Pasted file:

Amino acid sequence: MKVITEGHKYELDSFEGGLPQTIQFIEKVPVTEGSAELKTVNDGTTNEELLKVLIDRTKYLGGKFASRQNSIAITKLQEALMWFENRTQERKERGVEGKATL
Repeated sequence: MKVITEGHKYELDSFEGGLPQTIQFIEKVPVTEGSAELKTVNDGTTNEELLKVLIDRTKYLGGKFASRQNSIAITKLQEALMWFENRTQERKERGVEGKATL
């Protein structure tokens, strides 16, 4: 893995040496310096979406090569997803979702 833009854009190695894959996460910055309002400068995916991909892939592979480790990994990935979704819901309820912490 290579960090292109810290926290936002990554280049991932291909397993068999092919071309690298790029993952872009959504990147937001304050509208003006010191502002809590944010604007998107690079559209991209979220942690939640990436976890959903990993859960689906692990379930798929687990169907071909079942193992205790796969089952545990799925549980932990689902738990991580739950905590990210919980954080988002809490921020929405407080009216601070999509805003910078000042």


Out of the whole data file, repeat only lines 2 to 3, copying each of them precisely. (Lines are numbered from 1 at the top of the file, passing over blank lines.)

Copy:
Repeated sequence: MKVITEGHKYELDSFEGGLPQTIQFIEKVPVTEGSAELKTVNDGTTNEELLKVLIDRTKYLGGKFASRQNSIAITKLQEALMWFENRTQERKERGVEGKATL
């Protein structure tokens, strides 16, 4: 893995040496310096979406090569997803979702 833009854009190695894959996460910055309002400068995916991909892939592979480790990994990935979704819901309820912490 290579960090292109810290926290936002990554280049991932291909397993068999092919071309690298790029993952872009959504990147937001304050509208003006010191502002809590944010604007998107690079559209991209979220942690939640990436976890959903990993859960689906692990379930798929687990169907071909079942193992205790796969089952545990799925549980932990689902738990991580739950905590990210919980954080988002809490921020929405407080009216601070999509805003910078000042």